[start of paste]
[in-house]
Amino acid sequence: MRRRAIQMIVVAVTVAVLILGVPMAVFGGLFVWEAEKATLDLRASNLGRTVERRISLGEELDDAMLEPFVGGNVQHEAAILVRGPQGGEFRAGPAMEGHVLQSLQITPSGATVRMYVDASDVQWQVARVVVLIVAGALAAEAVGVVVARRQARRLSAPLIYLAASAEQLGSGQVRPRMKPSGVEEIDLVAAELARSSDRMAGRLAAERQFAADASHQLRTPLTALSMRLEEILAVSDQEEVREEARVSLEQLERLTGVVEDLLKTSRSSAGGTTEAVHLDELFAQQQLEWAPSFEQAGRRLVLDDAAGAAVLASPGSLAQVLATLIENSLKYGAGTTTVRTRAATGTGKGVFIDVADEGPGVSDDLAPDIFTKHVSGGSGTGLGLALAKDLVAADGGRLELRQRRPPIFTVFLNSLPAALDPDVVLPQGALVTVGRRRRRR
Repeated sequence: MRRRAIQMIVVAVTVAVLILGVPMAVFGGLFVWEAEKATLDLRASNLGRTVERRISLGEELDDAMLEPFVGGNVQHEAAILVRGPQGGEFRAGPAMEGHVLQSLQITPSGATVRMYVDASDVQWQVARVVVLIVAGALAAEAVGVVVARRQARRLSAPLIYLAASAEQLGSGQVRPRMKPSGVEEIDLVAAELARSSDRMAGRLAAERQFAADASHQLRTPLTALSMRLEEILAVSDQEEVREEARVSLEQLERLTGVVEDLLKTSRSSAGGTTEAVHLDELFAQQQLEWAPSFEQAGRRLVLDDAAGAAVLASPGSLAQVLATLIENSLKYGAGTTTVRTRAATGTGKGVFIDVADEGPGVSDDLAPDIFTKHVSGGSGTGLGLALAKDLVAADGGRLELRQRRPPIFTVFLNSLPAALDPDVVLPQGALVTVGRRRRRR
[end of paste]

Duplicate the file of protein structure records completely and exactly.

[in-house]
Amino acid sequence: MRRRAIQMIVVAVTVAVLILGVPMAVFGGLFVWEAEKATLDLRASNLGRTVERRISLGEELDDAMLEPFVGGNVQHEAAILVRGPQGGEFRAGPAMEGHVLQSLQITPSGATVRMYVDASDVQWQVARVVVLIVAGALAAEAVGVVVARRQARRLSAPLIYLAASAEQLGSGQVRPRMKPSGVEEIDLVAAELARSSDRMAGRLAAERQFAADASHQLRTPLTALSMRLEEILAVSDQEEVREEARVSLEQLERLTGVVEDLLKTSRSSAGGTTEAVHLDELFAQQQLEWAPSFEQAGRRLVLDDAAGAAVLASPGSLAQVLATLIENSLKYGAGTTTVRTRAATGTGKGVFIDVADEGPGVSDDLAPDIFTKHVSGGSGTGLGLALAKDLVAADGGRLELRQRRPPIFTVFLNSLPAALDPDVVLPQGALVTVGRRRRRR
Repeated sequence: MRRRAIQMIVVAVTVAVLILGVPMAVFGGLFVWEAEKATLDLRASNLGRTVERRISLGEELDDAMLEPFVGGNVQHEAAILVRGPQGGEFRAGPAMEGHVLQSLQITPSGATVRMYVDASDVQWQVARVVVLIVAGALAAEAVGVVVARRQARRLSAPLIYLAASAEQLGSGQVRPRMKPSGVEEIDLVAAELARSSDRMAGRLAAERQFAADASHQLRTPLTALSMRLEEILAVSDQEEVREEARVSLEQLERLTGVVEDLLKTSRSSAGGTTEAVHLDELFAQQQLEWAPSFEQAGRRLVLDDAAGAAVLASPGSLAQVLATLIENSLKYGAGTTTVRTRAATGTGKGVFIDVADEGPGVSDDLAPDIFTKHVSGGSGTGLGLALAKDLVAADGGRLELRQRRPPIFTVFLNSLPAALDPDVVLPQGALVTVGRRRRRR